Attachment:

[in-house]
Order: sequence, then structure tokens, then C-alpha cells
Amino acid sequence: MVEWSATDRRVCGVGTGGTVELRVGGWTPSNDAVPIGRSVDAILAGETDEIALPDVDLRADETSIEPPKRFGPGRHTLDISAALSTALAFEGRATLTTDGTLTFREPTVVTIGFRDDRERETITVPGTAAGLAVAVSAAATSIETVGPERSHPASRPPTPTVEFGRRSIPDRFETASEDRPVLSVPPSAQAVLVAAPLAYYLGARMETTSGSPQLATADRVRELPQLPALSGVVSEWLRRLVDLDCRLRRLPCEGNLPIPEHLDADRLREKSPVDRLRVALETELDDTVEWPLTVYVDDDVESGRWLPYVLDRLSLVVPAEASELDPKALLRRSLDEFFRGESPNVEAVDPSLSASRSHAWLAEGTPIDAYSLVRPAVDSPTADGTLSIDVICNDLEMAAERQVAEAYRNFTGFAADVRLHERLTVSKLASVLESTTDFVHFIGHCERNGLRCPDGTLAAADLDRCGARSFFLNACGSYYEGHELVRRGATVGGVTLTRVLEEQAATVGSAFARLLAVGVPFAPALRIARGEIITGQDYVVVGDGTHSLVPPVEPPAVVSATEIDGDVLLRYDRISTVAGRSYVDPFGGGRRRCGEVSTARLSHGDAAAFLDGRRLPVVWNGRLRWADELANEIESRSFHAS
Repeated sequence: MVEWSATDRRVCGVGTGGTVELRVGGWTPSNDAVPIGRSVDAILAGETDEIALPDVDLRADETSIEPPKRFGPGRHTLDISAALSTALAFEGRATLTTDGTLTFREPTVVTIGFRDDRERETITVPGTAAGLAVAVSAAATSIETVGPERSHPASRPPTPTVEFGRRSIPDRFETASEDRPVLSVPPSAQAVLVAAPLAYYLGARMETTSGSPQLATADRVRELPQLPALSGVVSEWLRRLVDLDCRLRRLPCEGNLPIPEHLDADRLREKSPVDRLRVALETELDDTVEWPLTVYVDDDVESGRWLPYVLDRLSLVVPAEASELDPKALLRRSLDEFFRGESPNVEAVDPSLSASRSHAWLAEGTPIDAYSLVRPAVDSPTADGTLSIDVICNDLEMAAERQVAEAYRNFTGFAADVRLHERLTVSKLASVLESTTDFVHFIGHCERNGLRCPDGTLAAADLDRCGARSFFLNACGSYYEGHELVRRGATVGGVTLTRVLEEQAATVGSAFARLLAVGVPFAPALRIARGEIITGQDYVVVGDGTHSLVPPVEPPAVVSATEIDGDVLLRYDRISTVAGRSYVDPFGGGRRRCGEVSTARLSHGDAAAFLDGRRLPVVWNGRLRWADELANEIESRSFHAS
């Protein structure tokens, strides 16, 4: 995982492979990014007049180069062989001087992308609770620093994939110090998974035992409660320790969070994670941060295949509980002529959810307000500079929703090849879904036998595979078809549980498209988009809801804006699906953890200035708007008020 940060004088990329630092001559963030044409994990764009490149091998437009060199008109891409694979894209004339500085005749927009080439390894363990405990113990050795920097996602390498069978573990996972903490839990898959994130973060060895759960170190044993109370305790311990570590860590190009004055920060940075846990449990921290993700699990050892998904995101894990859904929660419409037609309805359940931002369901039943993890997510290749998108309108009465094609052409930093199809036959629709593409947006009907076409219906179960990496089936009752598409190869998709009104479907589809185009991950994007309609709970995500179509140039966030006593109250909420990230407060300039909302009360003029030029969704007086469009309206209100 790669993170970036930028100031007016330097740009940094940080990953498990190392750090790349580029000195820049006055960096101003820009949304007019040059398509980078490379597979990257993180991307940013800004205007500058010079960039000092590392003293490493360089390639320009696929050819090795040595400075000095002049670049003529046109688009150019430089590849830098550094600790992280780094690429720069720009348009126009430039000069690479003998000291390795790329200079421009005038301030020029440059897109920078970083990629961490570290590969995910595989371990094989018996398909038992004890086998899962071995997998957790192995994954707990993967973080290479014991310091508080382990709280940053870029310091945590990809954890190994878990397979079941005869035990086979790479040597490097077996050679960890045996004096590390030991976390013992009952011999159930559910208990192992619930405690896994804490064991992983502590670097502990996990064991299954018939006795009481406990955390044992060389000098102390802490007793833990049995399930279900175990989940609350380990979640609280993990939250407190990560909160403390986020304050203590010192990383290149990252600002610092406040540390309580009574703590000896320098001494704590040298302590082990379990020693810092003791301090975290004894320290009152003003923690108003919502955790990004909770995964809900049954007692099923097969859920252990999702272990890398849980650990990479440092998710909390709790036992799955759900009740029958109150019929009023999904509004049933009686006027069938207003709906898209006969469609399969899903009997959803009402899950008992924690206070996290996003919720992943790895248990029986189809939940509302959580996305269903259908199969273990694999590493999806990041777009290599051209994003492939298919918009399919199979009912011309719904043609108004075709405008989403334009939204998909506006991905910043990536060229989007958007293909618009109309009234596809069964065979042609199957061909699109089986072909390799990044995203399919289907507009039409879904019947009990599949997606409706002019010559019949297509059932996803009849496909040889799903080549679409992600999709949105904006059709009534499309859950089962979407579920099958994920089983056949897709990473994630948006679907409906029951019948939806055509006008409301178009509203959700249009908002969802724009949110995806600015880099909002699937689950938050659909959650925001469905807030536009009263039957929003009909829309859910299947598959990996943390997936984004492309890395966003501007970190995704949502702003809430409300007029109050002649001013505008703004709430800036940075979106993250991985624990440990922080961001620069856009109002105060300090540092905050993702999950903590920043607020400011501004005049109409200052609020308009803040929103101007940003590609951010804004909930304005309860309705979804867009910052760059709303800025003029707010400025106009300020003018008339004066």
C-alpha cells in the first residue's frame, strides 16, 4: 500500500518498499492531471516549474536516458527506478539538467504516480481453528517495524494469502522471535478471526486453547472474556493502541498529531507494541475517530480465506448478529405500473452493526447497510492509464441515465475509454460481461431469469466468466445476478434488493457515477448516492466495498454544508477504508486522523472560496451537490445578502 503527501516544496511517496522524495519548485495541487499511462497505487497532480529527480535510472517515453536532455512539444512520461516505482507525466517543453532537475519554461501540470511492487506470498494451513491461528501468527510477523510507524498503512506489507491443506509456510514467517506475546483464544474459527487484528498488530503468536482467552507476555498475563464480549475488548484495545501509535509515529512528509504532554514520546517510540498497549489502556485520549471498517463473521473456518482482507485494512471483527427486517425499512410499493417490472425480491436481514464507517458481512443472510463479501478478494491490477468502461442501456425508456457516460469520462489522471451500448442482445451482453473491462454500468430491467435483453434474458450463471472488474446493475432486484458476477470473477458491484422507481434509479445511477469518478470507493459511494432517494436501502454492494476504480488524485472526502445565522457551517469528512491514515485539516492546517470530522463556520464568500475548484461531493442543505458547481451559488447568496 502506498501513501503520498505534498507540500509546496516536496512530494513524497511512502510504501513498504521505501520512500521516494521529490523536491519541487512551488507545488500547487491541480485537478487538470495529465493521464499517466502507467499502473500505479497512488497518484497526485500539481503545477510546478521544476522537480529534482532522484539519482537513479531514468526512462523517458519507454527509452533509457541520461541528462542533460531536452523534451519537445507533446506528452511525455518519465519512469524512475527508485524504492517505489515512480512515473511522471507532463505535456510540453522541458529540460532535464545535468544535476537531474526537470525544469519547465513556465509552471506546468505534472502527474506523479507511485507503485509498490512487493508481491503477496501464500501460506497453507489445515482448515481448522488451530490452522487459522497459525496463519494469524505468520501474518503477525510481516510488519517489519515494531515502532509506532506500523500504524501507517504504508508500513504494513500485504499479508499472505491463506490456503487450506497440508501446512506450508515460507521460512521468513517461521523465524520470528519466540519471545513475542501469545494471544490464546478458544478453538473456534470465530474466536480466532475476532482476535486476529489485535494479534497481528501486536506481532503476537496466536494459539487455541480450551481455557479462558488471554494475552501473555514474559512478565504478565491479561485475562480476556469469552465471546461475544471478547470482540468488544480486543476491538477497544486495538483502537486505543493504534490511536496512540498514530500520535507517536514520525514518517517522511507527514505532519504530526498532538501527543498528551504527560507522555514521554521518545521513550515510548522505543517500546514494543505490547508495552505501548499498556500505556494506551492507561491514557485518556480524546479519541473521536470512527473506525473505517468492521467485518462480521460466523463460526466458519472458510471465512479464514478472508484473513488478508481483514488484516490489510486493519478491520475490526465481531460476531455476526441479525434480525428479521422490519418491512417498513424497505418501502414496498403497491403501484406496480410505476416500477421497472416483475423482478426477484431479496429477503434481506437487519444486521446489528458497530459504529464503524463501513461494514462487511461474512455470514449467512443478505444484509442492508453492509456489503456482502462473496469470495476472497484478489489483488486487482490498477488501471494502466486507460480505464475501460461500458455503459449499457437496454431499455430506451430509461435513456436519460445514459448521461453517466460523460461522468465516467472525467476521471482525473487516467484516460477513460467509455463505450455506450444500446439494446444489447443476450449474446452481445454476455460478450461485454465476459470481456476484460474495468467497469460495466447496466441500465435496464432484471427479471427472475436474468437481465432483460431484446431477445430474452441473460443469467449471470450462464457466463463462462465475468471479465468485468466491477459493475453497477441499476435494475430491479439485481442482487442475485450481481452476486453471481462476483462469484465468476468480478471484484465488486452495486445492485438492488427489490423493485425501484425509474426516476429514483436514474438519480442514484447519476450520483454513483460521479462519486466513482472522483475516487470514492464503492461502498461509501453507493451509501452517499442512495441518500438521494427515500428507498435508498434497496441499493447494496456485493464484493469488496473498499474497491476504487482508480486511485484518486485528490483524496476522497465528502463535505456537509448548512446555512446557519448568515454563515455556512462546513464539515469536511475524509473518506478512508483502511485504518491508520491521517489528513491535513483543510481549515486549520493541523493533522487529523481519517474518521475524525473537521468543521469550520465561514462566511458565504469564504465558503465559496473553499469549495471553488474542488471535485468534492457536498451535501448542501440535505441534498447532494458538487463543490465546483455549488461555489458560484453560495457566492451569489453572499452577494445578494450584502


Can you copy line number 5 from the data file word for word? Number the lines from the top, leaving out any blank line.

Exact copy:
């Protein structure tokens, strides 16, 4: 995982492979990014007049180069062989001087992308609770620093994939110090998974035992409660320790969070994670941060295949509980002529959810307000500079929703090849879904036998595979078809549980498209988009809801804006699906953890200035708007008020 940060004088990329630092001559963030044409994990764009490149091998437009060199008109891409694979894209004339500085005749927009080439390894363990405990113990050795920097996602390498069978573990996972903490839990898959994130973060060895759960170190044993109370305790311990570590860590190009004055920060940075846990449990921290993700699990050892998904995101894990859904929660419409037609309805359940931002369901039943993890997510290749998108309108009465094609052409930093199809036959629709593409947006009907076409219906179960990496089936009752598409190869998709009104479907589809185009991950994007309609709970995500179509140039966030006593109250909420990230407060300039909302009360003029030029969704007086469009309206209100 790669993170970036930028100031007016330097740009940094940080990953498990190392750090790349580029000195820049006055960096101003820009949304007019040059398509980078490379597979990257993180991307940013800004205007500058010079960039000092590392003293490493360089390639320009696929050819090795040595400075000095002049670049003529046109688009150019430089590849830098550094600790992280780094690429720069720009348009126009430039000069690479003998000291390795790329200079421009005038301030020029440059897109920078970083990629961490570290590969995910595989371990094989018996398909038992004890086998899962071995997998957790192995994954707990993967973080290479014991310091508080382990709280940053870029310091945590990809954890190994878990397979079941005869035990086979790479040597490097077996050679960890045996004096590390030991976390013992009952011999159930559910208990192992619930405690896994804490064991992983502590670097502990996990064991299954018939006795009481406990955390044992060389000098102390802490007793833990049995399930279900175990989940609350380990979640609280993990939250407190990560909160403390986020304050203590010192990383290149990252600002610092406040540390309580009574703590000896320098001494704590040298302590082990379990020693810092003791301090975290004894320290009152003003923690108003919502955790990004909770995964809900049954007692099923097969859920252990999702272990890398849980650990990479440092998710909390709790036992799955759900009740029958109150019929009023999904509004049933009686006027069938207003709906898209006969469609399969899903009997959803009402899950008992924690206070996290996003919720992943790895248990029986189809939940509302959580996305269903259908199969273990694999590493999806990041777009290599051209994003492939298919918009399919199979009912011309719904043609108004075709405008989403334009939204998909506006991905910043990536060229989007958007293909618009109309009234596809069964065979042609199957061909699109089986072909390799990044995203399919289907507009039409879904019947009990599949997606409706002019010559019949297509059932996803009849496909040889799903080549679409992600999709949105904006059709009534499309859950089962979407579920099958994920089983056949897709990473994630948006679907409906029951019948939806055509006008409301178009509203959700249009908002969802724009949110995806600015880099909002699937689950938050659909959650925001469905807030536009009263039957929003009909829309859910299947598959990996943390997936984004492309890395966003501007970190995704949502702003809430409300007029109050002649001013505008703004709430800036940075979106993250991985624990440990922080961001620069856009109002105060300090540092905050993702999950903590920043607020400011501004005049109409200052609020308009803040929103101007940003590609951010804004909930304005309860309705979804867009910052760059709303800025003029707010400025106009300020003018008339004066």